If you live in Portland, or if you've visited often enough, you've probably heard the city described as a "place where young people go to retire," In my experience, that statement is misleading: between the DIY butter, soap and sunblock makers; artisans who make incredible new stuff (clothes, shoes. jewelry, furniture, art) out of recycled materials, urban farmers and small business start-ups; and the blue-collar workers: bike mechanics, loggers, builders, boat crews, Portland is home to a very hard working populace.
But Portland State University researchers, according to the Columbian, found that Portland "is a magnet for the young and college educated from across the country, even though a disproportionate share of them are working part-time or holding jobs that don't require a degree." In other words, young people flock to Portland despite the fact that they may find themselves under-employed. The study shows that "Their participation in the labor force tracks with other cities, but they make 84 cents on the dollar when compared to the average of the 50 largest metropolitan areas.
Why does that work out for Portlanders? I'd guess because we don't need as much money to live here as we would in a different city, like New York, San Francisco, or Washington D.C. Rent (though higher now than ever before) is still relatively affordable, buying homes is completely feasible with a median under $250K, plus the cost of living is less. We've got bike-able/walkable everything, solid public transportation, and myriad cheap or free entertainment options. In trade for our investment in Portland, we get a vibrant community of supportive, inventive, forward-thinking neighbors, awesome natural beauty, cutting edge music, good, and some of the world's best beer.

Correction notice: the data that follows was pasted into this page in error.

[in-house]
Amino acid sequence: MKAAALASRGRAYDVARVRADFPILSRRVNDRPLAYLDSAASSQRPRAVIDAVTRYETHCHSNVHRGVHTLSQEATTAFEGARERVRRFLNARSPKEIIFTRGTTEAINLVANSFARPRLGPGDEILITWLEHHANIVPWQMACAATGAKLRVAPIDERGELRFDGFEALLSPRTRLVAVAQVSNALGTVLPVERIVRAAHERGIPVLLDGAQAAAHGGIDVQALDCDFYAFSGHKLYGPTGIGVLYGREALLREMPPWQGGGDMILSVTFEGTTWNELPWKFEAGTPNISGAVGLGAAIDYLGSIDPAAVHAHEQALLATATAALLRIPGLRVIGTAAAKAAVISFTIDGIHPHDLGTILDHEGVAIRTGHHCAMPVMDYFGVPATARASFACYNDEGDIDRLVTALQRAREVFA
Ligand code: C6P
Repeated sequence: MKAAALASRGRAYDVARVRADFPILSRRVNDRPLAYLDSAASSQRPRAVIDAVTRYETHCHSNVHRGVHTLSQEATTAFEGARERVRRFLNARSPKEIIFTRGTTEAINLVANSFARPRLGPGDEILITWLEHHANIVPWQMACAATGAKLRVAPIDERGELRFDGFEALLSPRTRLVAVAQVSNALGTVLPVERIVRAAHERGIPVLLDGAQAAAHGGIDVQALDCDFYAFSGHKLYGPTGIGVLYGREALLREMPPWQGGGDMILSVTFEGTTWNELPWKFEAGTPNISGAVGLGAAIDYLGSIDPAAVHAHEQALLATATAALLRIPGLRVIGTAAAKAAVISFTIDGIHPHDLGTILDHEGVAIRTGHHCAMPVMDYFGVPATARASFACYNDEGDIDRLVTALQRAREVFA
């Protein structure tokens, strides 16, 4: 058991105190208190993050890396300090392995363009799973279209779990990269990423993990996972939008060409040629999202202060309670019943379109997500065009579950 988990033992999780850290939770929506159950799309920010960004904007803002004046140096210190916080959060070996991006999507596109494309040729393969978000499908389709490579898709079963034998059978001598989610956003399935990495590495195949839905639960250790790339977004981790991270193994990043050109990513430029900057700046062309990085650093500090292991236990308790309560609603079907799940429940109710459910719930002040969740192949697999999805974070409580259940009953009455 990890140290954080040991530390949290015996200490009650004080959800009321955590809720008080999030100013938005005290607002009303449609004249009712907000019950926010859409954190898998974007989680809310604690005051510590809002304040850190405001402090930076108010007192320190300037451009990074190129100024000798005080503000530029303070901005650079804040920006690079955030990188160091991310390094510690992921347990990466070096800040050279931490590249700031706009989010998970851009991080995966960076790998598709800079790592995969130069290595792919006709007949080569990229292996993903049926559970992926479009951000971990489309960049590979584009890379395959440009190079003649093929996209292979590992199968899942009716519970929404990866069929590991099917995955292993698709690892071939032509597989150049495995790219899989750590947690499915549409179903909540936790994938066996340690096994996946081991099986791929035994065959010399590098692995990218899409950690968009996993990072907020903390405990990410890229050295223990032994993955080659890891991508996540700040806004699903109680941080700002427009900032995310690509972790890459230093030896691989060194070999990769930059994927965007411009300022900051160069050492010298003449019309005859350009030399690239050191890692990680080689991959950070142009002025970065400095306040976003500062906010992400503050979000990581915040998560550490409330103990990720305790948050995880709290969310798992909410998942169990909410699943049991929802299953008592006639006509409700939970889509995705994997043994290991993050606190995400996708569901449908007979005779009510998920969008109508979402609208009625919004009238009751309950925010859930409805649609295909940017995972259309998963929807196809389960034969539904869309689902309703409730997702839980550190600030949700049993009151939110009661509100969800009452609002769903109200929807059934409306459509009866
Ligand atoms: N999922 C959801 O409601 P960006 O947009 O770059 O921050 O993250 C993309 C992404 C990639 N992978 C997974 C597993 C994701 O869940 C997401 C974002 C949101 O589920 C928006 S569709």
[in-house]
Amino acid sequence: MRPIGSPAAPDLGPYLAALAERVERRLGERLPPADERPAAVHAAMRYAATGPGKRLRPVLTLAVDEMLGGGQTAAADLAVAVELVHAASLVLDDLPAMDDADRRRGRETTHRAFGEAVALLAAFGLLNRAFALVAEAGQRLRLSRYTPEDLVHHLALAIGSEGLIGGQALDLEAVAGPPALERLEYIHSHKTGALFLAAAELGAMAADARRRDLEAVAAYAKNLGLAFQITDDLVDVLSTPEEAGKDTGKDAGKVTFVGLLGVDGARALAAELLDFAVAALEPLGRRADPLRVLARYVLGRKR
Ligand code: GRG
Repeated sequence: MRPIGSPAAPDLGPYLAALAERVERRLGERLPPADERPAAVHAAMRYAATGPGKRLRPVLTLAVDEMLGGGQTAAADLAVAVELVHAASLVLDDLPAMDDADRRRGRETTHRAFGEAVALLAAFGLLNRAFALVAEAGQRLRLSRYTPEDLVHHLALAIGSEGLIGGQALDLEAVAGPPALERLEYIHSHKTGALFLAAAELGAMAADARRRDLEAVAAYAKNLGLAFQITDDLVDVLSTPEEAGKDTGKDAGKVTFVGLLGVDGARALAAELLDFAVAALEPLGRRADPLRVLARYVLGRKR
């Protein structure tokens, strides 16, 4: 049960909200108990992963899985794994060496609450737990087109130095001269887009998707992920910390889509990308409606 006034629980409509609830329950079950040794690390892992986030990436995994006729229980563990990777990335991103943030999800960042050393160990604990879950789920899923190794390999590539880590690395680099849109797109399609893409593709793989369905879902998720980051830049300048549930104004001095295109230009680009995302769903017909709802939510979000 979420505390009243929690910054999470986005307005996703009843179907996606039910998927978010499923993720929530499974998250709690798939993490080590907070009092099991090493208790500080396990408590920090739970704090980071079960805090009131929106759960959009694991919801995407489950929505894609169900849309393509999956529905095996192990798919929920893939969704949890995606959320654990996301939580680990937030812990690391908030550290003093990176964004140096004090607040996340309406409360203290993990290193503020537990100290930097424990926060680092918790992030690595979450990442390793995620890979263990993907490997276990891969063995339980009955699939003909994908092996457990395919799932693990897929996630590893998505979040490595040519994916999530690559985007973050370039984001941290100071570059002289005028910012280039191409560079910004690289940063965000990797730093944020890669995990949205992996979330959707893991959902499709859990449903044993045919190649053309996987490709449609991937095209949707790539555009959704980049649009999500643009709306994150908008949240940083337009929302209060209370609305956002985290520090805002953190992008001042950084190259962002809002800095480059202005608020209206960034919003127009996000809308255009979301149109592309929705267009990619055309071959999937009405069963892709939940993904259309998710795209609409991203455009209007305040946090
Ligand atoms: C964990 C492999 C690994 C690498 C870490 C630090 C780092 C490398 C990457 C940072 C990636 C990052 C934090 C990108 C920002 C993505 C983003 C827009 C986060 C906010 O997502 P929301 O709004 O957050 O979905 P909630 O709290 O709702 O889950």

"You put all of that together, and it suggests that young people are coming here and they're trying to make the best of it," said Greg Schrock, an assistant professor in urban studies at Portland state. "They're committed to working, they're committed to trying to make ends meet, but they're more committed to living in Portland."
Yes, that's me. Could it be you? Check out homes for sale in Portland, OR now.
Anna Marie Erwert writes from both the renter and new buyer perspective, having (finally) achieved both statuses. She focuses on national real estate trends, specializing in the San Francisco Bay Area and Pacific Northwest. Follow Anna on Twitter: @AnnaMarieErwert